In a Joint Legislative Audit and Review Commission report released today to the governor and General Assembly of Virginia, it highlighted the efficiency and effectiveness of K-12 spending and stated, among its conclusions, that K-12 spending has dropped over the last decade in Virginia Beach and across the state.
What it found: Virginia is at about the national average when it comes to K-12 spending, above average in local funding and student achievement, with the state being near the national average in total spending per student on K-12 education, but to no one’s surprise, “divisions spend less to educate each student than a decade ago” – seven percent less in fiscal year 2014 than the average state school division spent in fiscal year 2005, with 95 percent of students educated in divisions spending less per student, which the report notes is not unique to Virginia or K-12 education.
Non-instructional spending dropped more than on the instructional side.
Virginia Education Association president Meg Gruber told the Richmond Times-Dispatch that localities can’t afford to give any more.
“We’re seeing the report verify that our school systems are under extreme stress.”
In Virginia Beach, per-pupil spending averaged $11,047 in FY 2005 and went up to $12,177 in FY 2009, but between FY 2009 and FY 2014, it dropped to $10,729. The FY 2005-2014 decline represented 2.9 percent, but the FY 2009-2014 decline represented 11.9 percent.
The percentage of students the report says are living in poverty in Virginia Beach has also gone up, from 17,814 students (24 percent) in FY 2005 to 23,464 in FY 2014 (33.8 percent). The source of the data comes from a JLARC staff analysis of data from the Virginia Department of Education, measuring poverty as the percentage of students qualifying for free or reduced price lunch through the National School Lunch Program.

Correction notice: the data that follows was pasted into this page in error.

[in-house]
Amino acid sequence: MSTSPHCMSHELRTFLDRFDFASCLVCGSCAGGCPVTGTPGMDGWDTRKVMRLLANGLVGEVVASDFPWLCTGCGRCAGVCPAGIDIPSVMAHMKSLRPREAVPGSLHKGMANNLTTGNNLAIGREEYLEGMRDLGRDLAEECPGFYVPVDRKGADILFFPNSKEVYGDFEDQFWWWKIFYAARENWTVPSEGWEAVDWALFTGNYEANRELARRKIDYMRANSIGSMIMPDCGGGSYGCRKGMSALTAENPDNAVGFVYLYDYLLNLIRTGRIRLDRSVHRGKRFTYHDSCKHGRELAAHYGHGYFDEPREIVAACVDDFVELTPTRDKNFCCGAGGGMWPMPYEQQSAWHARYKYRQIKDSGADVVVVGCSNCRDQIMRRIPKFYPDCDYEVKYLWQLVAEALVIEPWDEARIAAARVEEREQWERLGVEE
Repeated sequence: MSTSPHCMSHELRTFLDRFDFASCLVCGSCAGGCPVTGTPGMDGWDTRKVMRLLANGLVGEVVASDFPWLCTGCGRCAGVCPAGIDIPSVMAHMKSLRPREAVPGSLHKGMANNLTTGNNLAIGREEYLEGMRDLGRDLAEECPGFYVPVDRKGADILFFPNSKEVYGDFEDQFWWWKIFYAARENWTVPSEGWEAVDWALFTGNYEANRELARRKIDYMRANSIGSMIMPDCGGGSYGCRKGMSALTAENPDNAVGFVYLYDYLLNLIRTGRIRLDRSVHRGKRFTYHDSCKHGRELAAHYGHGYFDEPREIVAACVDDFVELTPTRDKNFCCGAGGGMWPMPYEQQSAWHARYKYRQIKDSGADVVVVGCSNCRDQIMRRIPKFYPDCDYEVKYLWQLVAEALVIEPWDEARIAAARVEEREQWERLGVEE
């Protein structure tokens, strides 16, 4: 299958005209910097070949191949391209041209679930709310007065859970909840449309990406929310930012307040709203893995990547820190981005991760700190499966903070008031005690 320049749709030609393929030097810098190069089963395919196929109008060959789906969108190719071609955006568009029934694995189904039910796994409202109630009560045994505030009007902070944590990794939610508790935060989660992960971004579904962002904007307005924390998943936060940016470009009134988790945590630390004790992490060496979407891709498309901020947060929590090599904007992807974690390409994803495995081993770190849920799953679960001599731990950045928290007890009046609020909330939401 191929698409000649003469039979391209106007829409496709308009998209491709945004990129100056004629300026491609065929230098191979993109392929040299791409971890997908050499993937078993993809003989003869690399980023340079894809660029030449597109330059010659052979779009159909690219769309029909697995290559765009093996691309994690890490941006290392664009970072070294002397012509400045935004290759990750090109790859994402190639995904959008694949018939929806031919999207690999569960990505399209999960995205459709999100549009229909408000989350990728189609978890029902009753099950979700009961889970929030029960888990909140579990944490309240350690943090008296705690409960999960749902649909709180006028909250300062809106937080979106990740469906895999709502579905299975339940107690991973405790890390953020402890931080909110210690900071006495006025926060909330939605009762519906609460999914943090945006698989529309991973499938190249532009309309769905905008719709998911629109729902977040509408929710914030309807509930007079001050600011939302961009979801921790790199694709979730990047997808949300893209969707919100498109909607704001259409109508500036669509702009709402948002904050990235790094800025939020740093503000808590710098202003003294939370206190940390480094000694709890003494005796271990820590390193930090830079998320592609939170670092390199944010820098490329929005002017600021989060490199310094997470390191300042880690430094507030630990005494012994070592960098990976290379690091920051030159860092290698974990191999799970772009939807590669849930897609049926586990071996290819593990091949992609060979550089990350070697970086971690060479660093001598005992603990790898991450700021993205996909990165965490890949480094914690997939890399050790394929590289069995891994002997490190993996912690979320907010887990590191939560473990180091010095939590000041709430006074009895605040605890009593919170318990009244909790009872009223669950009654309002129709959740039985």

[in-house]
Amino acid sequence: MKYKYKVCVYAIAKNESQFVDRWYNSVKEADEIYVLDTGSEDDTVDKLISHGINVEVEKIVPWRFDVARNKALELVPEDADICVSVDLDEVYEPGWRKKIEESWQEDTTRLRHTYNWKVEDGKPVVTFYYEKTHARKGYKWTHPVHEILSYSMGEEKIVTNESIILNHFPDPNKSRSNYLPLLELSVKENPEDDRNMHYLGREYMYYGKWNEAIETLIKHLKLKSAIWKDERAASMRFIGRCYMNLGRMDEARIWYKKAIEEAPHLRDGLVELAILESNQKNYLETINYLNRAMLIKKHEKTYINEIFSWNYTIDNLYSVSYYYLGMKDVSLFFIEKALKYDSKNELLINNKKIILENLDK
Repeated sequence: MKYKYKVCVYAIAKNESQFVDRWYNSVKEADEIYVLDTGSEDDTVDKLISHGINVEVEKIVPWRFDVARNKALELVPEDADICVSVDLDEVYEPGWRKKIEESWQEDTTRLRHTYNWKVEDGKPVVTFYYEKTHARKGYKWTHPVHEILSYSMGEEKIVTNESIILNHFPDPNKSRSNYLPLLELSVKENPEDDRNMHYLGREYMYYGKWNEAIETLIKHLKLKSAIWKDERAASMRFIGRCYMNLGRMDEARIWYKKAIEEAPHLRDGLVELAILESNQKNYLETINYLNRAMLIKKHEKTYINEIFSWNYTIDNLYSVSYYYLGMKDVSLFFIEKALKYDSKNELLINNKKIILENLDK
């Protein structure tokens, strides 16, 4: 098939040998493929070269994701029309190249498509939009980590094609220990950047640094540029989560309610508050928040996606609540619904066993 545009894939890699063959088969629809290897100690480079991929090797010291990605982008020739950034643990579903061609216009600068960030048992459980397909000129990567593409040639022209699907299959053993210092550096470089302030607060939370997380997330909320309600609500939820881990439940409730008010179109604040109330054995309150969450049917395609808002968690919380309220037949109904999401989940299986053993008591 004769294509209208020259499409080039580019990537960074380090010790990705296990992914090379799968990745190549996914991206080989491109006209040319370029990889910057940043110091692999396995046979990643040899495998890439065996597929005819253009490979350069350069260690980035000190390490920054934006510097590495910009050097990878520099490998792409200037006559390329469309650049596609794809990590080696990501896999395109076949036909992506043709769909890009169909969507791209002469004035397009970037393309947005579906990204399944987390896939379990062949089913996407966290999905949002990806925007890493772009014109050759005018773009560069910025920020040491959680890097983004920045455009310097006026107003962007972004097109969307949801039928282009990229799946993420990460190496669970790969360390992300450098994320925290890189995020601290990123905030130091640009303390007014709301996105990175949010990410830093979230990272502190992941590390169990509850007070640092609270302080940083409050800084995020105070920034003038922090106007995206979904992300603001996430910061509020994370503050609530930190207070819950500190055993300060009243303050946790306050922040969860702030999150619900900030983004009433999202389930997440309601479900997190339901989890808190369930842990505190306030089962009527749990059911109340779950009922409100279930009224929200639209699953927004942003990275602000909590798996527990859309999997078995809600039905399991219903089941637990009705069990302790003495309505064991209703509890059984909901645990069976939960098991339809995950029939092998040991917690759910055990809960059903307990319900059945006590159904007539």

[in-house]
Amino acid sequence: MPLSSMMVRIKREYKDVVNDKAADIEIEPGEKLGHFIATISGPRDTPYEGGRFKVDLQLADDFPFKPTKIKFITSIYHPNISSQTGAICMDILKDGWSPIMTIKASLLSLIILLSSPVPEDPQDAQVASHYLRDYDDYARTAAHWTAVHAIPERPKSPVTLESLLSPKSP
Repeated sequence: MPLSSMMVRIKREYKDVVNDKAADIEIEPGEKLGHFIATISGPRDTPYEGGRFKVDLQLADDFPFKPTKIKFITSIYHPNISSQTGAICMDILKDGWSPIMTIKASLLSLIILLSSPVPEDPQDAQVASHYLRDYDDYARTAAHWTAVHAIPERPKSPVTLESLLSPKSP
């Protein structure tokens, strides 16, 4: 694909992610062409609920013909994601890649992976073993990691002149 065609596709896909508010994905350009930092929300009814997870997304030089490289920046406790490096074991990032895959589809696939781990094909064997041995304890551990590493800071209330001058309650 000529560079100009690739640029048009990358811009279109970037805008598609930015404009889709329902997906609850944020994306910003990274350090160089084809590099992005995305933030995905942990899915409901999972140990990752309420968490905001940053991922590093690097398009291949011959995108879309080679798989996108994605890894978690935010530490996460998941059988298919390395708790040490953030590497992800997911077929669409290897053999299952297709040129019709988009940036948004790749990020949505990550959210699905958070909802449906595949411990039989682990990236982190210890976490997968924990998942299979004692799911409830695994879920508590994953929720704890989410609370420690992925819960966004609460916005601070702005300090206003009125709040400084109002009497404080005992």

The report stated Virginia teacher salaries ranked 29th of 50 states, as well as the District of Columbia.
The average salary reported for Virginia, $49,800, was below the U.S. average of $56,600, and below most mid-Atlantic states. The state’s average teaching salary has consistently been below the national average. Average teacher salaries, however, have declined in most states over the past decade, after adjusting for inflation.
There’s much more in the report. Read the entire report here, and stay tuned to this post for more.
Daily Press: JLARC finds downtrend in K-12 spending
The report dovetails nicely with Gov. Terry McAuliffe’s stated plans to call for more K-12 funding in his upcoming budget, and his Secretary of Education made a bee line into that argument Monday, after the JLARC report had been presented to legislators.
The Daily Press story notes that Senate Majority Leader Thomas K. “Tommy” Norment asked state Education Secretary Anne Holton, if she had an extra $100 million (in theory), what would she do with it. She said she would first have the money appropriated to “schools in high poverty areas.”
Richmond Times-Dispatch: JLARC: Spending drop squeezes schools
Holton described “a trifecta of challenges” — reduced resources, more students who require extra effort to teach, and higher expectations for success. “I am concerned we will not continue to maintain our high-quality education if we continue to starve” local school divisions, she said.